The aim of this study is to investigate histopathologically the time course of the myotoxic effects of different concentrations of bupivacaine and levobupivacaine after a single intramuscular injection in adult albino rats.Materials and methods
Eighty male adult albino rats were allocated to five different groups of 16 rats each (n=16). The first two groups (B.100 and B.200) received intramuscular injections with 100 and 200 μl of 0.5% bupivacaine, respectively, into the right tibialis anterior muscle. The second two groups (L.100 and L.200) received intramuscular injections with 100 and 200 μl of 0.5% levobupivacaine in the same place. The fifth group (CS) received a 100 μl intramuscular injection of 0.9% isotonic saline. Four rats from each group were killed after 2, 4, 10 and 20 days. Samples were examined blindly under a light microscope for evidence of myotoxicity and analysed statistically.Results
Muscle damage in B.100, B.200, L.100 and L.200 groups was similar qualitatively. In samples taken 2 days after injection, the muscle damage and inflammatory cells’ infiltration had started. Muscle damage and inflammatory cells’ infiltration reached their maximum on day 4 in all the treated groups in comparison with the control saline group. However, muscle damage was more marked in the B.100 and B.200 groups than the L.100 and L.200 groups. Progressive replacement of the damaged muscle fibres with connective tissue was detected on days 2 and 4 after injection. Muscle samples taken 10 and 20 days after bupivacaine and levobupivacaine injection showed persistence of the muscle fibre damage, with their massive replacement with connective tissue fibres.Conclusion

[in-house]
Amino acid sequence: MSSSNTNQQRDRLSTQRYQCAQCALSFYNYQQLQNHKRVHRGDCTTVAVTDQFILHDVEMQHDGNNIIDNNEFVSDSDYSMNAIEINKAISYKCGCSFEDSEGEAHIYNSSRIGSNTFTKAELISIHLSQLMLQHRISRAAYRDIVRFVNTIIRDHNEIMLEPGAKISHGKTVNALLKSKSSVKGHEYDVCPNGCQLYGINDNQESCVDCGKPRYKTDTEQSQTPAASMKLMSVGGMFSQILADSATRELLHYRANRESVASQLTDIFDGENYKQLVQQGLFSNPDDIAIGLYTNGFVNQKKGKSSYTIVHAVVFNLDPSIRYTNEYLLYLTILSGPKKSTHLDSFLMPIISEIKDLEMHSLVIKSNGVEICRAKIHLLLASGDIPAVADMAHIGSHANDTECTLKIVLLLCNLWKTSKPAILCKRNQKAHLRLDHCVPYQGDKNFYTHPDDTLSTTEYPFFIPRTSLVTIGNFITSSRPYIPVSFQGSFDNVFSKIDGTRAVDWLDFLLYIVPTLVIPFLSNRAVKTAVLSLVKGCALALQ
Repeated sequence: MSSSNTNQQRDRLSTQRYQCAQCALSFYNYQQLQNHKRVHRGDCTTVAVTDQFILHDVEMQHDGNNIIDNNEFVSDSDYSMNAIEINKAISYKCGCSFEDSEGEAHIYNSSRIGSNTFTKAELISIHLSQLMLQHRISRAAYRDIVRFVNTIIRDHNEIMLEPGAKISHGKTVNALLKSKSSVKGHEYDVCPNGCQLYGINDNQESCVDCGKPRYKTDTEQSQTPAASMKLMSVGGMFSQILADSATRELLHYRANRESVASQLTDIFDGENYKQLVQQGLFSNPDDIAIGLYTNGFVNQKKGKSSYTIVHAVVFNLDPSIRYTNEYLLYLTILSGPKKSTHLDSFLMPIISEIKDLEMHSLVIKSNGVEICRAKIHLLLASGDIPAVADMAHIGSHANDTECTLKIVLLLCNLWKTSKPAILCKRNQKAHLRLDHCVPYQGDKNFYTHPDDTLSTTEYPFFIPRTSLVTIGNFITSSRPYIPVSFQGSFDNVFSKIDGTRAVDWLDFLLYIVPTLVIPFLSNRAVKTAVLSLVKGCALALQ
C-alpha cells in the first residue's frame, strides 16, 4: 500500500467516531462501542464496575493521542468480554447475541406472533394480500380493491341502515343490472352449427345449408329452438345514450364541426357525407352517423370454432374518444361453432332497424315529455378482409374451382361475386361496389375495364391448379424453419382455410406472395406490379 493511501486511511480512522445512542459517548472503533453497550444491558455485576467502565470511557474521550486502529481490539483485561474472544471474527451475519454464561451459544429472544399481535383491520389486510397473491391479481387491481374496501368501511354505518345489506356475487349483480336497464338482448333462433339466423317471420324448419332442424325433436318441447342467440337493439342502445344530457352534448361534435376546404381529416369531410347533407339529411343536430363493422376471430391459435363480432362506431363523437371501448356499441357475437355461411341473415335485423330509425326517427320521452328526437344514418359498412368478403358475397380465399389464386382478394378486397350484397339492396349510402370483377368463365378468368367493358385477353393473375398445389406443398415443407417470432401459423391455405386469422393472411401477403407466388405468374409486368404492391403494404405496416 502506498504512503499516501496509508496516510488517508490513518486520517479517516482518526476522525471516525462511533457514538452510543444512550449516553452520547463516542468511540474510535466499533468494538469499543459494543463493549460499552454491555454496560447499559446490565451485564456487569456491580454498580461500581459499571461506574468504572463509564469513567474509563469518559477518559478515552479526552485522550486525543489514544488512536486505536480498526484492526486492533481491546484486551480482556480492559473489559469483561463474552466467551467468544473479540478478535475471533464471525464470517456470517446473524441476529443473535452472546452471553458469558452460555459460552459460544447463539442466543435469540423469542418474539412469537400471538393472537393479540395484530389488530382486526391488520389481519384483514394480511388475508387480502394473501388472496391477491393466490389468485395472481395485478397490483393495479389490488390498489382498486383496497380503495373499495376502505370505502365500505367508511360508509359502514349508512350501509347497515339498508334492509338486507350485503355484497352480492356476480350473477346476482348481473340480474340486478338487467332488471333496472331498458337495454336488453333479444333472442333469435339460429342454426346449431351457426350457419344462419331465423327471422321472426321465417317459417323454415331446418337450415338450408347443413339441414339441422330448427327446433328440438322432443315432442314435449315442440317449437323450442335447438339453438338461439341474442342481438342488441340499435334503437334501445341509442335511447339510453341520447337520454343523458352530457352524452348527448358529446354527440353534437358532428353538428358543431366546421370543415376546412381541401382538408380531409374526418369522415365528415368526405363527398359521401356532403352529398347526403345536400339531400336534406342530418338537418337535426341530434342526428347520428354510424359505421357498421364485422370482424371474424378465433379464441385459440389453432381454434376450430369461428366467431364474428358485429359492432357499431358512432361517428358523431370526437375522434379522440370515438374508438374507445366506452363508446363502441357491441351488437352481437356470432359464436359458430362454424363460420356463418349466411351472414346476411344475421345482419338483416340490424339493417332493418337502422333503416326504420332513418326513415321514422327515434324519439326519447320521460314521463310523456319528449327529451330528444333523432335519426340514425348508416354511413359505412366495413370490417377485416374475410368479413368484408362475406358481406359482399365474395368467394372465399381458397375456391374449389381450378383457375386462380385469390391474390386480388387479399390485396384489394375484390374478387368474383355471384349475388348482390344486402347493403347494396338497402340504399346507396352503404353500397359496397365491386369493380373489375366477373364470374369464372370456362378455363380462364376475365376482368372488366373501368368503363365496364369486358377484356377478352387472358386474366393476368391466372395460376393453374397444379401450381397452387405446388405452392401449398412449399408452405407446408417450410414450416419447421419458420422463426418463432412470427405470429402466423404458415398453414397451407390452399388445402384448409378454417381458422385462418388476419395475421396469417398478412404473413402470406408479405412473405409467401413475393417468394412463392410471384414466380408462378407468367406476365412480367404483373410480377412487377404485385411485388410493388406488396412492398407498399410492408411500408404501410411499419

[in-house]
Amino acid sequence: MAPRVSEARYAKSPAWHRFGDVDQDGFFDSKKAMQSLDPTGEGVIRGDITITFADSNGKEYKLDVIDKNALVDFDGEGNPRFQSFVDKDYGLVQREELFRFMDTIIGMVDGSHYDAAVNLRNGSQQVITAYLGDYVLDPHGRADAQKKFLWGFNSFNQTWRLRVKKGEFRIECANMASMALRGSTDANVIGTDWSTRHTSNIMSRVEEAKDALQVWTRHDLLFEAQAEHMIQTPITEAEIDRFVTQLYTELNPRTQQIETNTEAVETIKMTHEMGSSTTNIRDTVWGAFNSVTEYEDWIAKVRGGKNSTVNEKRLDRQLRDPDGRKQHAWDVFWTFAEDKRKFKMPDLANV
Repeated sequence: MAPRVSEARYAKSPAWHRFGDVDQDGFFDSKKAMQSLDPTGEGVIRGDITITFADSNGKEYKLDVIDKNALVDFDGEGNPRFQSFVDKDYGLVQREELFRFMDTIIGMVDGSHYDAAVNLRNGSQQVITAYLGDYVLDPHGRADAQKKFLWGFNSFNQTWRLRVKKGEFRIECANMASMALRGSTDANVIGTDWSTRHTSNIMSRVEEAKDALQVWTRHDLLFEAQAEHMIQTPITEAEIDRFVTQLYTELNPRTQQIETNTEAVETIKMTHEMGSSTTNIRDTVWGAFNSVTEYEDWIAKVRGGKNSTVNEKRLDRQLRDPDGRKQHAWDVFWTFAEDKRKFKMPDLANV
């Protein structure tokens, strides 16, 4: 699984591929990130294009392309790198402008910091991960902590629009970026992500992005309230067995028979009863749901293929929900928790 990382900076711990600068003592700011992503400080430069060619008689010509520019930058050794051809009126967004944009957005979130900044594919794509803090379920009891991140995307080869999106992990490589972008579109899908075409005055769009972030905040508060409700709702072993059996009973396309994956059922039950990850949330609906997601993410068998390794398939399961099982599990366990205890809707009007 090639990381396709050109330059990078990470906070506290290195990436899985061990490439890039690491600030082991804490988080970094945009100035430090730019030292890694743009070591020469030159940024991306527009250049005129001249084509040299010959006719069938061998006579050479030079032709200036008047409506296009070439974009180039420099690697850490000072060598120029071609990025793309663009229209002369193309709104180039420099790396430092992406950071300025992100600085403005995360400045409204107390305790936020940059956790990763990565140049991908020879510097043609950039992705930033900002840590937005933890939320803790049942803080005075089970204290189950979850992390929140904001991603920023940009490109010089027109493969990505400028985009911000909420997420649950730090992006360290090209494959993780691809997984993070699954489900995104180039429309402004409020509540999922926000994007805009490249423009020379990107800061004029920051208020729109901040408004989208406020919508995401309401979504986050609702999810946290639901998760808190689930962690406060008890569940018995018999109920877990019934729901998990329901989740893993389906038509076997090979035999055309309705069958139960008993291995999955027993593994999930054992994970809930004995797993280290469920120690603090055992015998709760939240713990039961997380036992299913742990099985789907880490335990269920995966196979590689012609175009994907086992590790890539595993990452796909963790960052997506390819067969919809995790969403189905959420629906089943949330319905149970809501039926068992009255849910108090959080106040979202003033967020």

A single intramuscular injection of different concentrations of bupivacaine and levobupivacaine showed time-dependent and dose-dependent myotoxic effects on the skeletal muscle fibres. However, levobupivacaine was found to be qualitatively less myotoxic than bupivacaine. In all of the treated groups, the damaged muscle fibres failed to regenerate and had been replaced progressively with connective tissue fibres.